An unlikely idea for Middle East peace?
In 1902, Theodor Herzl wrote a book, Altneuland (OldNewland), presenting the laughable – at the time – idea that Palestine, then over 90% Arab, should be turned into a Jewish state. The sheer improbability of the proposal at the time did not prevent the predicted events coming to pass.
This week, on the 70th anniversary of the establishment of Israel, we published a short book, A Modest Proposal To Solve the Palestine-Israel Conflict, in which – perhaps equally laughably – I summarise the benefits to Palestinians and Israeli Jews of setting up a democratic state between the Jordan and the Mediterranean in which all people living in that area have equal rights and to which those Palestinians who want to can return.
Increasingly frequently it is being admitted in public that the two-state solution is dead in the water, and another solution is needed. Two months ago, 60 review copies of A Modest Proposal… were sent out to newspapers, periodicals, and radio and TV programmes, so it is puzzling that none of them, including the Guardian, has reviewed this book, published an article based on it, or even addressed the issue at all. Perhaps the world will have to wait another 46 years before the only fair solution to this running sore of world politics is finally put in place.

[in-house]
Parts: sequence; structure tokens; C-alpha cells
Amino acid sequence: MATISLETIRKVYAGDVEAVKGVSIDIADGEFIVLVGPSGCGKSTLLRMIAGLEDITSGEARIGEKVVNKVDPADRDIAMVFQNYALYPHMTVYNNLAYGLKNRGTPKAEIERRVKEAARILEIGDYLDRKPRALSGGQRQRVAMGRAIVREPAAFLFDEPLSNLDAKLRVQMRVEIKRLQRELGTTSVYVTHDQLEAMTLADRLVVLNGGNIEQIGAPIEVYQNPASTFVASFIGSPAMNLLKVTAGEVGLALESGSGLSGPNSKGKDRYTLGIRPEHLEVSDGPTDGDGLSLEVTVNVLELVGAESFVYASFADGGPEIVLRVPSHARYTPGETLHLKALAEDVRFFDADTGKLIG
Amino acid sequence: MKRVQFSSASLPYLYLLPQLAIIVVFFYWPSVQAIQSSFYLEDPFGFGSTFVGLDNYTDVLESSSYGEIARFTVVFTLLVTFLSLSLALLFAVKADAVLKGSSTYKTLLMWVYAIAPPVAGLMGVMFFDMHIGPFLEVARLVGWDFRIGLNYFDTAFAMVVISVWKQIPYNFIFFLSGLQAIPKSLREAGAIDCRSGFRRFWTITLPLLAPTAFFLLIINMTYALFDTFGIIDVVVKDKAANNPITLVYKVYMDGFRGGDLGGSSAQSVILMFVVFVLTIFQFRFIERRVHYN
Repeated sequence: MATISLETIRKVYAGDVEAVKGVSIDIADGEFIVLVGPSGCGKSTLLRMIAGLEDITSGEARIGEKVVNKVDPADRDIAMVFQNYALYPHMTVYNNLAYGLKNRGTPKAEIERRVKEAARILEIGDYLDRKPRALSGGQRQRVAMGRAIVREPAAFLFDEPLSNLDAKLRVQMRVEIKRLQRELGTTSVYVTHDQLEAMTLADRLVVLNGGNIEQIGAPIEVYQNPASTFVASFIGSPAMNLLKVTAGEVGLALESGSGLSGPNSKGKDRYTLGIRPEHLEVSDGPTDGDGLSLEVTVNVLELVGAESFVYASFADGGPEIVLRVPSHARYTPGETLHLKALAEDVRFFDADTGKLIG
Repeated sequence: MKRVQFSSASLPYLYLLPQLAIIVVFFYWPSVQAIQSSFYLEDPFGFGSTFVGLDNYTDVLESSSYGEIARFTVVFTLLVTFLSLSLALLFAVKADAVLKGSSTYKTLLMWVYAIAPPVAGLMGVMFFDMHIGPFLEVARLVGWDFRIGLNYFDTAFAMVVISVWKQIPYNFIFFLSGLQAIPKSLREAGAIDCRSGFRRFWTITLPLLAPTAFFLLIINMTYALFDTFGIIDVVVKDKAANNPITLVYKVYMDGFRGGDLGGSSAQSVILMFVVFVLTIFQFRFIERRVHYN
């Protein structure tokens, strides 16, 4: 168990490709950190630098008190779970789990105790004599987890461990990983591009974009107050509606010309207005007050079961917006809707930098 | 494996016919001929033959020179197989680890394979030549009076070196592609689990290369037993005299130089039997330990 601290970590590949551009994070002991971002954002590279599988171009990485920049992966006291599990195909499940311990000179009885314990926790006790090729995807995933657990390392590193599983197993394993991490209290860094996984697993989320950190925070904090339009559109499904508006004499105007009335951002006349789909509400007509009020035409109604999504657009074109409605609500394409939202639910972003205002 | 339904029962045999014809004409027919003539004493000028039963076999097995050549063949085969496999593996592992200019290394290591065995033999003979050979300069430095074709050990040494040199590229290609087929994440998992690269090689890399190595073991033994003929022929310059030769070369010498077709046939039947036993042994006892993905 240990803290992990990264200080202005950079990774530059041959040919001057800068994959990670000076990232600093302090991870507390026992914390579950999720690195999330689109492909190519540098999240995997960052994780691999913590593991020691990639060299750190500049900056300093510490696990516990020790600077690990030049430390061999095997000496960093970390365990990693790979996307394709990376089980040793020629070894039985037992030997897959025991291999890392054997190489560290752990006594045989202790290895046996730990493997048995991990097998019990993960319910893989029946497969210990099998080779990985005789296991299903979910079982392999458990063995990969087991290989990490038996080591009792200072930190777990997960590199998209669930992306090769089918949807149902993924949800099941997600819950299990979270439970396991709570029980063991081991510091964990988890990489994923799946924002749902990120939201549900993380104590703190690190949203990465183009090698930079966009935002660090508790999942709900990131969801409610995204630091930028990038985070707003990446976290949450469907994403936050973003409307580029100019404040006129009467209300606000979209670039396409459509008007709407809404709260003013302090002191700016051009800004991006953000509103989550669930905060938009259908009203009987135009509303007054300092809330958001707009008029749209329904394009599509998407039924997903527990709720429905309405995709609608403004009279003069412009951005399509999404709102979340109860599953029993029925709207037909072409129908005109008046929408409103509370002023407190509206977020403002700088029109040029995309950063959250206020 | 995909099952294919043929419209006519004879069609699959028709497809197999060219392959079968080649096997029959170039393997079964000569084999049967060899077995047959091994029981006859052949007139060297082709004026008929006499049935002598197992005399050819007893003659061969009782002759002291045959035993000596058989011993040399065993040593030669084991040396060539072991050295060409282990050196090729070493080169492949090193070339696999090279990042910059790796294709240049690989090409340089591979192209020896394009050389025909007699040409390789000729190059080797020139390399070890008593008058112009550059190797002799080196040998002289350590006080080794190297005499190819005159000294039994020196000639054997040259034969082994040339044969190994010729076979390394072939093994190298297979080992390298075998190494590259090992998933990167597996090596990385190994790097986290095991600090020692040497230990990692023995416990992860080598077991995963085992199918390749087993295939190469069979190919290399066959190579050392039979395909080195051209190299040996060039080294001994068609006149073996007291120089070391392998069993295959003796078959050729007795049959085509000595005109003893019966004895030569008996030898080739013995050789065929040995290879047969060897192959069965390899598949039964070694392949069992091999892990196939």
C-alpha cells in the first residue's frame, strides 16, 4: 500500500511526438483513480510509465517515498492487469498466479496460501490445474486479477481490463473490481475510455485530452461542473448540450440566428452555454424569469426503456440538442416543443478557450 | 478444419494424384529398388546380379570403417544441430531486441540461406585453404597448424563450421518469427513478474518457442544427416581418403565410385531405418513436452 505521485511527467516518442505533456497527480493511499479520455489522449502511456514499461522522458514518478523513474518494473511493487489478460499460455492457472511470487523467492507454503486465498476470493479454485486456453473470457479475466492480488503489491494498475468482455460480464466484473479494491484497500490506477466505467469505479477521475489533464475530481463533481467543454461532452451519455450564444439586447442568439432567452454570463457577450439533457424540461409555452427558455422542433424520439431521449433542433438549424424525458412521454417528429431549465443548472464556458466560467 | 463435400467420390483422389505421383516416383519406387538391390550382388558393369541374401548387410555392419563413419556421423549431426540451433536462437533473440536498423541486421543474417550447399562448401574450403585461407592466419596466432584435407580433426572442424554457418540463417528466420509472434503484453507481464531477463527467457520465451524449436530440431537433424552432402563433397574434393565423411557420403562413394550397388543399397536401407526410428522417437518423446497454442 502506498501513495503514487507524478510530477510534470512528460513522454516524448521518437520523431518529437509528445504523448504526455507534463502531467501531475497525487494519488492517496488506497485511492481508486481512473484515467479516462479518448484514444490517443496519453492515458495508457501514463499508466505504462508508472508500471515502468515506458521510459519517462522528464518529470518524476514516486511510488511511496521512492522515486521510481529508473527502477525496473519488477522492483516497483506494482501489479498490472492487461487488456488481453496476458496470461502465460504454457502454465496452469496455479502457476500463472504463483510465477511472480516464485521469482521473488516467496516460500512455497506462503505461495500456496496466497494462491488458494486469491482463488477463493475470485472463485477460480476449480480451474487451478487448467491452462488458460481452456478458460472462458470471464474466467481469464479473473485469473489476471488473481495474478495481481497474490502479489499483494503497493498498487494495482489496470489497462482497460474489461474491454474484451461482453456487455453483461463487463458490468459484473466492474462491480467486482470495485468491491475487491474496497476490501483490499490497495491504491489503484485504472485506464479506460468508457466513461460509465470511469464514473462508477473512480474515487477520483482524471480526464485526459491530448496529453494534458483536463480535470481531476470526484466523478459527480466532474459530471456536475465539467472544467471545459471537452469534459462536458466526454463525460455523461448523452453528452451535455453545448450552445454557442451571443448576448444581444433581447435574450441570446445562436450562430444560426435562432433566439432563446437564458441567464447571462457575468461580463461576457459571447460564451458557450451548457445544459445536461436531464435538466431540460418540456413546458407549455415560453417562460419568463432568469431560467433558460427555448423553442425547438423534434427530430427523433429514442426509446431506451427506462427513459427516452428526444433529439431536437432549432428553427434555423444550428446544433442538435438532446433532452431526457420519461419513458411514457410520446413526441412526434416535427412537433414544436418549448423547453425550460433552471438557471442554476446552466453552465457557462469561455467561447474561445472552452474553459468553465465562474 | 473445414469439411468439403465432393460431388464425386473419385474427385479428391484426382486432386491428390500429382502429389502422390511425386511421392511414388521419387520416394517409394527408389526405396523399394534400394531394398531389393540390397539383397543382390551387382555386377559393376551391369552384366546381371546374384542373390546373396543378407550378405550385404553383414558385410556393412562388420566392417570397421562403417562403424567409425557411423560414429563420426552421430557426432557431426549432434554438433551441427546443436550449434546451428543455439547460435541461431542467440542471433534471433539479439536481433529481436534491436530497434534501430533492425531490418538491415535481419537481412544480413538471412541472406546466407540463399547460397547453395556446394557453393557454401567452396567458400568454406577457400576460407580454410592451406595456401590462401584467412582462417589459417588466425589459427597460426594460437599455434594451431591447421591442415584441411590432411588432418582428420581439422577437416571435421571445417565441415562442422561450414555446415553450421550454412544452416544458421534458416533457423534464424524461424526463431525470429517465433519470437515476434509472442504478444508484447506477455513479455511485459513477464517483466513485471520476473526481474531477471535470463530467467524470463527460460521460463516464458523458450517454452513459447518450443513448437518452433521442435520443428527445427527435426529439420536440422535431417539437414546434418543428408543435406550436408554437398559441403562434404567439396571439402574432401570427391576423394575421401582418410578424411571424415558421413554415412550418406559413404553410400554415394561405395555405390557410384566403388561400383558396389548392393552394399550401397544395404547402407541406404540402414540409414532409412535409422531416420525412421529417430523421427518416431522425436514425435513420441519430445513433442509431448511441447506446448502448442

The logic of those who argue that the two-state solution is dead is irrefutable (Letters, 15 May). But I believe it is wrong. Despite all that has gone on, it is still the only game in town. A secular state with equal rights for all is an attractive proposition but an illusion. However implacable the odds against it appear to be, those who work for it on both sides should be campaigning for two states, which, with goodwill from Israelis and Palestinians, is realisable, particularly now when Palestinians have their backs against a hostile world and Israel is featuring characteristics of a neocolonial, quasi-fascist regime.